Practical Guide to SLAs Webinar
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Melvin Greer, Senior Fellow and Chief Strategist, Cloud Computing, Lockheed Martin; Chair, CSCC Steering Committee 

Cloud service level agreements are important to clearly set expectations for service between cloud consumers and providers. Providing guidance to decision makers on what to expect and what to be aware of as they evaluate and compare SLAs from cloud computing providers is critical since standard terminology and values for cloud SLAs are emerging but currently do not exist.

The Cloud Standards Customer Council  held a webinar to introduce the completed "Practical Guide to Cloud Service Level Agreements," on Tuesday, April 10, 2012.

If you missed any or all of the webinar you can download the deck or the entire webcast below:

       Download Webinar                   Download PDF

Download the SLA Whitepaper

The Guide highlights the critical elements of a service level agreement (SLA) for cloud computing and provides guidance on what to expect and what to be aware of when negotiating an SLA. The guide articulates a set of requirements from a consumer's perspective and identifies elements that need to be addressed via open standards through CSCC's liaison partnerships with key standards development organizations.

Melvin Greer, senior fellow and chief strategist, Cloud Computing, Lockheed Martin; chair, CSCC steering committee, lead the webinar describing the rationale behind the development of the guide, the target audience and the intended benefits of the guide. A question and answer period will immediately follow the presentation.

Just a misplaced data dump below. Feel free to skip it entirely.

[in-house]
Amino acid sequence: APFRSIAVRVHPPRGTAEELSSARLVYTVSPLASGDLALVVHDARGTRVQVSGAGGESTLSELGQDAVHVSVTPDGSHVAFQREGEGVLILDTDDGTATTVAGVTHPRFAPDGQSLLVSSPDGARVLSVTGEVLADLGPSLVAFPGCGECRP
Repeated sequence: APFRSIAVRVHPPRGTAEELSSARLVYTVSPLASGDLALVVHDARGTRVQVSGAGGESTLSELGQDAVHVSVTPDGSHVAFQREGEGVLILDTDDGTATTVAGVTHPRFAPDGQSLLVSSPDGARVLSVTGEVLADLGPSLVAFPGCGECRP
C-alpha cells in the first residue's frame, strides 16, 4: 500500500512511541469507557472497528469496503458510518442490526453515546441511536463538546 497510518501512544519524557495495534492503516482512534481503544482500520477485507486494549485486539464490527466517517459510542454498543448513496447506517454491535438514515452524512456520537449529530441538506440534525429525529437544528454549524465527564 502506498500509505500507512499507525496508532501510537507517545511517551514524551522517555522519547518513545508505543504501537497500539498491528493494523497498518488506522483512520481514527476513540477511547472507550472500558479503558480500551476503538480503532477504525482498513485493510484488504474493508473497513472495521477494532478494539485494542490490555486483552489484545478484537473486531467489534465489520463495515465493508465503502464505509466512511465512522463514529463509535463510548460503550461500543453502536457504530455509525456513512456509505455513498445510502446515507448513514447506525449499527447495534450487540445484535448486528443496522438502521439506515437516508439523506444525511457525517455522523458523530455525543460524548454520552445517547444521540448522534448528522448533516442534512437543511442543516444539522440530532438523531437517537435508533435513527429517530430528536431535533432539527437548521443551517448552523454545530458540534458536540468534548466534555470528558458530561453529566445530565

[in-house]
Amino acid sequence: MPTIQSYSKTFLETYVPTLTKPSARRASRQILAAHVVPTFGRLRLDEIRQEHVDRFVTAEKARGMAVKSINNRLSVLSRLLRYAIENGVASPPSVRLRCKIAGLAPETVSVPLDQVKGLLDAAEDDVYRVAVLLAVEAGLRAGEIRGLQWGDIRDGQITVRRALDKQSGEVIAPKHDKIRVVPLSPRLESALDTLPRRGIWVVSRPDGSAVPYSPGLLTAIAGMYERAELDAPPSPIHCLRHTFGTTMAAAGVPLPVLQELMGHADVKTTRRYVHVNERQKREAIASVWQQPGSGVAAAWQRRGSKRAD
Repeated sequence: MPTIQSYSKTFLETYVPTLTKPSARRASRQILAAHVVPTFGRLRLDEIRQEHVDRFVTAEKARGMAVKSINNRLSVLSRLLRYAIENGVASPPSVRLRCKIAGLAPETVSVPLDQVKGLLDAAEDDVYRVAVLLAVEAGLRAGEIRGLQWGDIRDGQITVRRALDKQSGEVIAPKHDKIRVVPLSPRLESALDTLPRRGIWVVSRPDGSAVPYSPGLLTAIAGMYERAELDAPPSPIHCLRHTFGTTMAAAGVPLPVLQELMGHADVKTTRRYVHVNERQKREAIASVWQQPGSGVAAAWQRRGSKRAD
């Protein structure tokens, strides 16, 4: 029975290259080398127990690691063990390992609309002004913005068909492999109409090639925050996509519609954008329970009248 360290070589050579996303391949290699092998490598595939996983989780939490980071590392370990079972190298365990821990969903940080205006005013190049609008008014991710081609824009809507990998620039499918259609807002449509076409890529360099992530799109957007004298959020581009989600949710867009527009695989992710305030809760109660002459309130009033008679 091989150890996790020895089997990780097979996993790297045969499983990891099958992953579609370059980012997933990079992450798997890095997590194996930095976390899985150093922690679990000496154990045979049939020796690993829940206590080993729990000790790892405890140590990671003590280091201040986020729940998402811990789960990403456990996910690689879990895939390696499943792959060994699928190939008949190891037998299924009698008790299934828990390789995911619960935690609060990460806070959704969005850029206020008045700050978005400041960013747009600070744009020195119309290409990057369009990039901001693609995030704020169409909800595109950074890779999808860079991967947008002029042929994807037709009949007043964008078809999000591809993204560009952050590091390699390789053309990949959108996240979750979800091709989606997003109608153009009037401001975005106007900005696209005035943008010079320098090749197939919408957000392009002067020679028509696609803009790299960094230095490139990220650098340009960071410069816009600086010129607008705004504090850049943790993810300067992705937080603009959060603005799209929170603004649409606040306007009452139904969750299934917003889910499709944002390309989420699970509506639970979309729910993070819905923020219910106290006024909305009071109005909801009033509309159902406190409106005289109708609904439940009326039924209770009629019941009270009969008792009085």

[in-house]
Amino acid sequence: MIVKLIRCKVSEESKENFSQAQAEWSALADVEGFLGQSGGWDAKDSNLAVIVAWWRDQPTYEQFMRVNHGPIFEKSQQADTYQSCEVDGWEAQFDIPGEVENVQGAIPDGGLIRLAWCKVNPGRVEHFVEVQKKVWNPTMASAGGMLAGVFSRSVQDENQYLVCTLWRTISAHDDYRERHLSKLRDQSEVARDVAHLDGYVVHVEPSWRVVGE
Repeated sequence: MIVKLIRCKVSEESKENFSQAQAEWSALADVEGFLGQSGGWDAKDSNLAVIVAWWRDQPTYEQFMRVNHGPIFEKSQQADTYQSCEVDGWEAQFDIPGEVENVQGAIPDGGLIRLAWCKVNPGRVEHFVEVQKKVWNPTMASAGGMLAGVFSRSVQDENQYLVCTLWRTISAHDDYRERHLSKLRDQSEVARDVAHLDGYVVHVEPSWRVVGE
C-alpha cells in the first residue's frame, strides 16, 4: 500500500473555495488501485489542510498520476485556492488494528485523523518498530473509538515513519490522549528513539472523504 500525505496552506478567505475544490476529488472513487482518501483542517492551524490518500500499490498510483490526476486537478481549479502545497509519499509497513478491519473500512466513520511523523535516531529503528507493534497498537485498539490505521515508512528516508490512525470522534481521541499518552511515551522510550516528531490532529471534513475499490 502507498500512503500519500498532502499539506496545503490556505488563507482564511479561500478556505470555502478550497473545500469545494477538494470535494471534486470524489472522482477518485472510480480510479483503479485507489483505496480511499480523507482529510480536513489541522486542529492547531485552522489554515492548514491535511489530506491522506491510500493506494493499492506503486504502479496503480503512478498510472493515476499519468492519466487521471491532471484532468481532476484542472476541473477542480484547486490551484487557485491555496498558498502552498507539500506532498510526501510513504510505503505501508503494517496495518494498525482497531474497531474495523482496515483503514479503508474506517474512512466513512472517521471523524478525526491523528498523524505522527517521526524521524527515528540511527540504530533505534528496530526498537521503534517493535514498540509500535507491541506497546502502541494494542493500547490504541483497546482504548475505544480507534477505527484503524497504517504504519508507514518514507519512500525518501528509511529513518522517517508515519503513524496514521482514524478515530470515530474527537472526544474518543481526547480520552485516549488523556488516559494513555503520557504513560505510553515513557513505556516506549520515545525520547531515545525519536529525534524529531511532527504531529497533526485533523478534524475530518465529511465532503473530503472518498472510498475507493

Representatives from the following organizations developed the Practical Guide to Cloud Service Level Agreements, along with input and feedback from the general CSCC membership: Boeing, CA Technologies, cebe IT & KM, Cloud Perspectives, CloudOne Corporation, Ekartha, Fort Technologies, Hoboken Consulting Group LLC, IBM, Kroger, Lockheed Martin, Powersoft Computer Solutions Ltd, Second University of Naples, and Wohl Associates.

Amy Wohl, Editor, Amy Wohl's Opinions

Today, customers complain regularly that SLAs are just another form of vendor boilerplate, to the extent they exist at all, and that it is difficult if not impossible to get much modification. They also point out that they want the SLA because it will cause the provider to put some skin in the game, not because the penalties would solve their problems in the case of outages or other situations covered by the SLA. That doesn't mean we don't need SLA's; we do. It's important we make it clear what is going on now versus what we would like to see/influence for the future and when we are hoping that future will occur.
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